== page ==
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Wizard Ride 247: Crazy Rhythms

June 17, 2011

Wizard = enthusiatic jumper

Thursday, 6/16/11

Wizard and I had our first riding lesson since this winter. After warming up, we focused on the goal of the lesson, which was rhythm and adjusting Wizard’s stride while keeping him focused and relaxed.

The FIRST thing Carole noticed was weakness in my right leg. It was loose and I was not sitting straight in the saddle. We worked on adjusting my position and focusing on where I am putting my weight. I need to work on closing my fingers, and using the upper inside of my calf instead of cheating and curling my lower calf on Wizard. My leg is bowing instead of sitting securely on his sides. I need to put more weight on the inside of the ball of my foot to balance out my weight.

Wizard & Me

We started out trotting two outside lines with two poles each. The poles had about 14 trot steps between them, and when Wizard was loose and I was riding forwardly, we got the strides each time. If I jammed up the trot or Wizard missed the distance, we added a step. Wizard stayed wonderfully relaxed through the trot work. Carole added a few poles and we trotted 3 trot poles on one line.

Wizard & Me

As we added lines of trot poles, Wizard settled nicely into the work. I felt him sit on the bit contact much more consistently than he did in the past. We are both really getting better with rein contact.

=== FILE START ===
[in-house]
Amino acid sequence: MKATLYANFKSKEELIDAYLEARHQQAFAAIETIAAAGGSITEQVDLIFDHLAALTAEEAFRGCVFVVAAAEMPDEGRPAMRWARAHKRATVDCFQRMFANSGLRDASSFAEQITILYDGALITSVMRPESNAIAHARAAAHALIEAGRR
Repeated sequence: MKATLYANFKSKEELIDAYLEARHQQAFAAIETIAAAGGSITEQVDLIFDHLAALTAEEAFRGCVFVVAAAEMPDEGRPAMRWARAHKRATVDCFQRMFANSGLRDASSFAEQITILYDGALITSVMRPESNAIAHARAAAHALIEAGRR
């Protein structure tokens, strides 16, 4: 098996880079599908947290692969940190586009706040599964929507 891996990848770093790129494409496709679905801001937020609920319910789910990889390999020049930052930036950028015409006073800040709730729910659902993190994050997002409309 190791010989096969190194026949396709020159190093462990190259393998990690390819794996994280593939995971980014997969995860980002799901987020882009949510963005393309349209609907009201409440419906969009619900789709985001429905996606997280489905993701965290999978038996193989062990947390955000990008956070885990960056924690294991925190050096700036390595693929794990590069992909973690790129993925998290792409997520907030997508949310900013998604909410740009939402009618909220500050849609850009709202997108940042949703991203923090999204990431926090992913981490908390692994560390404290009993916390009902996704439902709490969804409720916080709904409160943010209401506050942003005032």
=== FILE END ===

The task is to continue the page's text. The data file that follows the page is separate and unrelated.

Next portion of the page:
Wizard & Me

After the trot poles, Wizard and I trotted a cross-rail. For the first time ever, he trotted it!!! Usually he leaps, but all the trot poles seemed to give him confidence to trot the jump. We trotted the single a few times, and then trotted a line of two cross-rails, trotting in and cantering out and then stopping a little before the fence. I worked on establishing my rhythm long before the jump so I was not micro-managing him right before the fence.

Next, we graduated to trotting in to the first jump, cantering out, and then doing a simple change at the end of the line and cantering a single pole on the diagonal. For Wizard, cantering poles is more of an ordeal than jumping. He leaps, he rushes, it’s a production. Our first simple change was not great, either. But he beauty of a lesson is having someone on the ground who can coach you through a sticky patch. Carole worked with me on the timing of my leg aid to pick up the correct lead, and Wizard settled over the pole after a few tries, and a LOT of half-halting on my part. Whew- I got my money’s worth!

4 Comments leave one →
  1. June 18, 2011 1:44 pm

    Sounds like SUCH a productive ride. I love how aware you are of your position and how it affects your horse.

    • June 18, 2011 2:30 pm

      Thanks! I learned tons about position doing dressage with Alibar, my dearly-departed first horse. After he was diagnosed with navicular changes in his early 20s, I went back and totally stripped down my equitation and his bitting. He went from a rushy jumper in a kimberwicke to a balanced horse who could be ridden with no bridle at all. We did training level dressage shows until he was 28 years old. Auditing Walter Zettl clinics really changed my way of seeing things, too. Being mindful of position and of the horse’s movement really makes a world of difference.

  2. June 21, 2011 7:49 am

    You guys look fantastic.

    Speaking of the Feelies, did you see them when they were in town?

    • June 21, 2011 2:35 pm

      Thanks! I wish I saw them, but did not. Did you? I saw a few video clips and theit looked like a great show.

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